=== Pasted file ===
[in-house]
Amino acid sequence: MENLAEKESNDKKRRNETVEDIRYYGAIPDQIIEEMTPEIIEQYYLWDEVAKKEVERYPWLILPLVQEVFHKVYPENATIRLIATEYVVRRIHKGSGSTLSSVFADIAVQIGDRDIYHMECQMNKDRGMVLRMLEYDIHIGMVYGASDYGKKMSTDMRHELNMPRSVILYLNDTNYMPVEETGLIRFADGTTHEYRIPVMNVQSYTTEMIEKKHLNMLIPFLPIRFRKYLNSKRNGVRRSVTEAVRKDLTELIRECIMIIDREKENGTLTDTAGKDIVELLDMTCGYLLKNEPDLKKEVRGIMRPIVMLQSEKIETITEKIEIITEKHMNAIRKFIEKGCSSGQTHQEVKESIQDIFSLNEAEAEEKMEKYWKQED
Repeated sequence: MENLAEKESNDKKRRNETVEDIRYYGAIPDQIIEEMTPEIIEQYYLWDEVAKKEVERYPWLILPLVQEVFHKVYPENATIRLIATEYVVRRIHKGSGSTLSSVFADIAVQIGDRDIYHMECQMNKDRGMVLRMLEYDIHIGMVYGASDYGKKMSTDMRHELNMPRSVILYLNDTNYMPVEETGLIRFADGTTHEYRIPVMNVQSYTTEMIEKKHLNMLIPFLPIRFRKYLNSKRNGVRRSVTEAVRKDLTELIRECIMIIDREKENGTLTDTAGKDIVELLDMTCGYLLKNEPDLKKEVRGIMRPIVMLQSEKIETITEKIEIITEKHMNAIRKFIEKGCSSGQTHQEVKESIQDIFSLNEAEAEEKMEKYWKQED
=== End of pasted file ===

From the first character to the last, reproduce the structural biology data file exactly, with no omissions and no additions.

[in-house]
Amino acid sequence: MENLAEKESNDKKRRNETVEDIRYYGAIPDQIIEEMTPEIIEQYYLWDEVAKKEVERYPWLILPLVQEVFHKVYPENATIRLIATEYVVRRIHKGSGSTLSSVFADIAVQIGDRDIYHMECQMNKDRGMVLRMLEYDIHIGMVYGASDYGKKMSTDMRHELNMPRSVILYLNDTNYMPVEETGLIRFADGTTHEYRIPVMNVQSYTTEMIEKKHLNMLIPFLPIRFRKYLNSKRNGVRRSVTEAVRKDLTELIRECIMIIDREKENGTLTDTAGKDIVELLDMTCGYLLKNEPDLKKEVRGIMRPIVMLQSEKIETITEKIEIITEKHMNAIRKFIEKGCSSGQTHQEVKESIQDIFSLNEAEAEEKMEKYWKQED
Repeated sequence: MENLAEKESNDKKRRNETVEDIRYYGAIPDQIIEEMTPEIIEQYYLWDEVAKKEVERYPWLILPLVQEVFHKVYPENATIRLIATEYVVRRIHKGSGSTLSSVFADIAVQIGDRDIYHMECQMNKDRGMVLRMLEYDIHIGMVYGASDYGKKMSTDMRHELNMPRSVILYLNDTNYMPVEETGLIRFADGTTHEYRIPVMNVQSYTTEMIEKKHLNMLIPFLPIRFRKYLNSKRNGVRRSVTEAVRKDLTELIRECIMIIDREKENGTLTDTAGKDIVELLDMTCGYLLKNEPDLKKEVRGIMRPIVMLQSEKIETITEKIEIITEKHMNAIRKFIEKGCSSGQTHQEVKESIQDIFSLNEAEAEEKMEKYWKQED